The creators of the Florio “lineage”, brothers Paolo and Ignazio, were born in Calabria, in Bagnara. After the earthquake of 1783, they moved to Palermo and still very young opened a drugstore in Via Materassai as traders of spices, water, quinine, balms, ointments, and colonial goods. It was an attractive and flourishing trade for wise and enterprising merchants such as they were, in a city populated by ancient and well-established aristocracy and wealthy English families such as the Whitakers, the Sandersons, the Woodhouses, and the Inghams.
In the generations that followed, and since the early nineteenth century, thanks to the success of their trading business and joined by their sons Ignazio I and Vincenzo I, the Florios gradually became financiers, bankers, manufacturers, shipowners and producers of an excellent wine “Madeira like”, which later turned into the famous Marsala wine.
And they still owned foundries, ceramics factories, businesses of all kinds, including a car factory (Panormitan, 1907 and Beccaria-Florio, 1912-1916), tuna-fishing stations and modern food packaging factories (Favignana’s famous canned tuna) with flourishing business also in the Aegadian Islands, all three owned by them. In 1868, the Florios’ wealth was estimated at over four hundred million, an extraordinary heritage that made even the Rotschilds pale.
Their real estate properties were almost all entrusted to the architectural skills of Ernesto Basile and decorated in the purest and most charming style of the time: the Art Nouveau. Grand Hotel Villa Igea in Palermo represents and still preserves a wonderful example of said style. As Ignazio loved to say, the Florios were Palermo and Palermo was the Florios. Leonardo Sciascia wrote that they lived “in a legendary state of money squandering”! Their guests were powerful figures of the world, from the royals of England to the Kaiser of Germany to the Tsar of Russia, while the jewels of their women made even queens and empresses envious. In 1845, the seventeenth-century Villa Butera, in Olivuzza, was rented out to Tsar Nicholas I and Tsarina Alessandra, to whom the doctors recommended a warmer and sunnier climate.
By the second half of the nineteenth century, the Florios were deemed some of the greatest Italian entrepreneurs and true protagonists of the great industrial revolution that was beginning to change not only Italy but Europe as a whole.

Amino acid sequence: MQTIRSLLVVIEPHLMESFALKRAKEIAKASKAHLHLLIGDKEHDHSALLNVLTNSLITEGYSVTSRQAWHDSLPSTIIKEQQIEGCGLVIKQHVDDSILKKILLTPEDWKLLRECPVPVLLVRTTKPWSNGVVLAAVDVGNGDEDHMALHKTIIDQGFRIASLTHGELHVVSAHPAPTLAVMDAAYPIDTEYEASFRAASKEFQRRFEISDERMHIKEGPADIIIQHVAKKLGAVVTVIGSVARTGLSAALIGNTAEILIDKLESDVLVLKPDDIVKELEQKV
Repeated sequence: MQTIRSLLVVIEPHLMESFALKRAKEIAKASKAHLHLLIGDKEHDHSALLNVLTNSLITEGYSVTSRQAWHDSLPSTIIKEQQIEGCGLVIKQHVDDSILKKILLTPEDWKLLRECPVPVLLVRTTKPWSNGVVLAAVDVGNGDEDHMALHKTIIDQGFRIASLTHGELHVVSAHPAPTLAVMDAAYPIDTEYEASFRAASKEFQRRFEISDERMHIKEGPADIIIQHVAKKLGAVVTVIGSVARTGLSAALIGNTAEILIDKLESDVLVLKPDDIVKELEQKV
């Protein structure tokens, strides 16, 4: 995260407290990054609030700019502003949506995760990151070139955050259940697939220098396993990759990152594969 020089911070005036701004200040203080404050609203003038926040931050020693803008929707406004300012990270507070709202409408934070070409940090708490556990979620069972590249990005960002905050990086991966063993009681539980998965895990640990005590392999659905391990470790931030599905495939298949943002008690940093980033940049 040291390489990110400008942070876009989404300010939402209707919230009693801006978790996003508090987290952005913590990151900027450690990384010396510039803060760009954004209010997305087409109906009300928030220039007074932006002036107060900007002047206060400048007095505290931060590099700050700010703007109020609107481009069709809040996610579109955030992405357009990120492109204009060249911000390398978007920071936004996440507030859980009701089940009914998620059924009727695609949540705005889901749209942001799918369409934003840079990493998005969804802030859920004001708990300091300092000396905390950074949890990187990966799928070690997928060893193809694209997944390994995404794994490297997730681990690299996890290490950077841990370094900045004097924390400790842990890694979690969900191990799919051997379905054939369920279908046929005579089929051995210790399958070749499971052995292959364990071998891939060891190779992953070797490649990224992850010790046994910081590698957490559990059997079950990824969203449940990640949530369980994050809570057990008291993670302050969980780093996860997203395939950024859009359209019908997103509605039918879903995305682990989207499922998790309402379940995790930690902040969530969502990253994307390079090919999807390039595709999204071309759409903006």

The twentieth century saw the beginning of the latest Vincenzo (1883-1959), the one of Targa Florio, brother-in-law of Franca, born Baroness Jacona of Sangiuliano-Notarbartolo di Villarosa. The true queen of Palermo with a life between chronicle and legend, beautiful and elegant or, as Gabriele D’Annunzio defined her in 1897: “brunette, tanned, hawkish, indolent. A voluptuous, volatile and penetrating essence radiates from her regal body. Listless and ardent … she promises and disappoints”. The greatest artists of the time, including Giovanni Boldini, longed to paint those portraits that today confirm her stated beauty.
She was a woman of rare beauty, independent, adorable and seductive. Her perfumes became legendary, along with the many servants in uniform who worked in luxury palaces scattered everywhere, her most-sought-after vacation locations, the various yachts on which she sailed and where she organized magnificent parties, without noticing that the times were rapidly changing and their legend inexorably fading.
The world changed quickly and drastically; incompetent and dishonest administrators, as well as the ever-increasing volume of debts, pressed on relentlessly, bringing all the businesses of a once “flourishing” and powerful family into the hands of others quickly.
The homes and the memorabilia remained, preserved in Villa all’Arenella or in the hands of museums and major private collections, the legends, the rare Rapiditas magazine and the historical Cantine Florio, now owned by Ilva di Saronno, the one of the famous “Amaretti di Saronno” sweets.